There’s no way to know for sure whether these deaths were lynchings or suicides, but what they are not are echoes of some distant past. They are original sounds. They are simply later chapters in the story of Emmett Till and countless, less well known others. They are a story of violent white resistance to the perceived incursion of blackness on bodies—on women’s bodies and on the nation. These bodies are not just presumed to be white, but presumed to belong to white men, a dynamic made crystal clear by Dylann Roof’s reported locution, during his Wednesday murder spree: “You rape our women and you’re taking over our country. And you have to go.”

We can try to comfort ourselves, as a local news anchor tried earlier this year, by assuring viewers that the cross found burning on the front lawn of a black woman in Elizabethville, Pennsylvania, was “not like those huge crosses from the old days.”

But these are the old days. In February, a Tennessee man and member of a church affiliated with the Ku Klux Klan was fined and sentenced to jail for burning a cross in the yard of a black man in Minor Hill, Tennessee. In 2014 in White River Township, Indiana, a black man was awakened in the middle of the night to find a three-foot cross burning on his front lawn. This is today.

This is Eric Garner, being killed by cops. This is Walter Scott, being shot in the back and killed by a police man. This is Freddie Gray, howling with pain after having had his body broken by police, a week before his death. This is Tamir Rice. He was 12 when he was shot to death, in November of last year, by police.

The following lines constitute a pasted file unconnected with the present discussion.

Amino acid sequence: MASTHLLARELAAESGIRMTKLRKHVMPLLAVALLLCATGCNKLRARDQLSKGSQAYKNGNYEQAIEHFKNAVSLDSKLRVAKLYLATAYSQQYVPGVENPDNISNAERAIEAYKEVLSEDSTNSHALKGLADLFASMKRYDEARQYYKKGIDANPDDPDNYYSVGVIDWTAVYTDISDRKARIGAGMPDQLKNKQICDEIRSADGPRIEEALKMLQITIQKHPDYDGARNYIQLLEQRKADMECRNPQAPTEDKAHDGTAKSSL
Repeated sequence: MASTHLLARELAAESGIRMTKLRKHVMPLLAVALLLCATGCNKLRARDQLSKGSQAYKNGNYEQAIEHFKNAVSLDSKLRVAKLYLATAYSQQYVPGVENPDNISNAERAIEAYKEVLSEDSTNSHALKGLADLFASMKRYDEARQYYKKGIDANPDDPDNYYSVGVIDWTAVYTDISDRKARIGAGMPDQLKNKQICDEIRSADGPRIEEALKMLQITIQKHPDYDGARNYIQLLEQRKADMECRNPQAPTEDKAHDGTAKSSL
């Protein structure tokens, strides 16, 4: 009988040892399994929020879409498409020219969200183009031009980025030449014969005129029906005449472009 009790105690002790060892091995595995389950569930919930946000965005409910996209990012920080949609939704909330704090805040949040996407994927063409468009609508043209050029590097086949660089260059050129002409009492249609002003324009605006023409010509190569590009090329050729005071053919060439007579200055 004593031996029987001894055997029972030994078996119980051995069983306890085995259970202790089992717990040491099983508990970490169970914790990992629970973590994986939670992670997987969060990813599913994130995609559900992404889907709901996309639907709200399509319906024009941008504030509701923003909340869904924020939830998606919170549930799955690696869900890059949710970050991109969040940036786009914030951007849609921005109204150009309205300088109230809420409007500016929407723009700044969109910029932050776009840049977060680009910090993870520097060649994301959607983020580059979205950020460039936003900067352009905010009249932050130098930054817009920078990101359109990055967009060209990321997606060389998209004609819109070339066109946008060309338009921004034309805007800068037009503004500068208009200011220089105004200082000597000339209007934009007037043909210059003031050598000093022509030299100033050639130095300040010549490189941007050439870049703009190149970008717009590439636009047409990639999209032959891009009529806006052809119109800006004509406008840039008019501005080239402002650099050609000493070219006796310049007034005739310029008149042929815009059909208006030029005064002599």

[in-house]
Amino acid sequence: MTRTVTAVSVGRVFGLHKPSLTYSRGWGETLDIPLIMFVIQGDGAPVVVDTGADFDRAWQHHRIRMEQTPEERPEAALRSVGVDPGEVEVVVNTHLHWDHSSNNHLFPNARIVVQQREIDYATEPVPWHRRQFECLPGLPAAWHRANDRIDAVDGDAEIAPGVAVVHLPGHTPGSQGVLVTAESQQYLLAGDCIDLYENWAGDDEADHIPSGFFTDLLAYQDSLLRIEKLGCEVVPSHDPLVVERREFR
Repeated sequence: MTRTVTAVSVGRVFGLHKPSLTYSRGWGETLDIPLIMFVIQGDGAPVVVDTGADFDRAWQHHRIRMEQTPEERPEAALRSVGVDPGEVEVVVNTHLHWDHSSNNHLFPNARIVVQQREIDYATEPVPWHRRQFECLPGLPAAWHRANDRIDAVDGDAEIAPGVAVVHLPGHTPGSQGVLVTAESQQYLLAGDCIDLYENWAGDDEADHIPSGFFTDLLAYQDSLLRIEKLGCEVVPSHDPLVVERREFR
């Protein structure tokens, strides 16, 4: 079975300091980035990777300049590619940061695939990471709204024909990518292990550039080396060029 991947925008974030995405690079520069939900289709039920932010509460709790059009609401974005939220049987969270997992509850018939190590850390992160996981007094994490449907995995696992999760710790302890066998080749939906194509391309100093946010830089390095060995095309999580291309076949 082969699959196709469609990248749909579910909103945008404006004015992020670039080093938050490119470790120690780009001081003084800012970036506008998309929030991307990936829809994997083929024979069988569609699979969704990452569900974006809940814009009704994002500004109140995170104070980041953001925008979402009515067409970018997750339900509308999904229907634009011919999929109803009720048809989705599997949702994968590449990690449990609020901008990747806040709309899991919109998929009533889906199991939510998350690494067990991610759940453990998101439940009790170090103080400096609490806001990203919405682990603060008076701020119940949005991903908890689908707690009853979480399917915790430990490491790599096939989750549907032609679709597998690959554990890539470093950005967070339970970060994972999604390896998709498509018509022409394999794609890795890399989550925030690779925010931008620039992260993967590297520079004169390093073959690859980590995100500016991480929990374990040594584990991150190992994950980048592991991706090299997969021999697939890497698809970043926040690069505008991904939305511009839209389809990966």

As Jelani Cobb wrote on Wednesday, recent incidents can “seem like gruesome boomerangs of history until we consider the more terrible idea that they are simple reflections of the present.”

It’s not just a terrible idea, it is a terrible reality. The cold reality of our country right now. We are not post-civil rights. We are not post race. We are not better than we were. We do not inhabit a world in which stray instances of violence might recall a distant and shameful history. This shame is a flood that has never abated.

 

By: Rebecca Traister, The New Republic, June 18, 2015

June 19, 2015 Posted by | Charleston SC Shootings, Domestic Terrorism, Hate Crimes | , , , , , , , | 2 Comments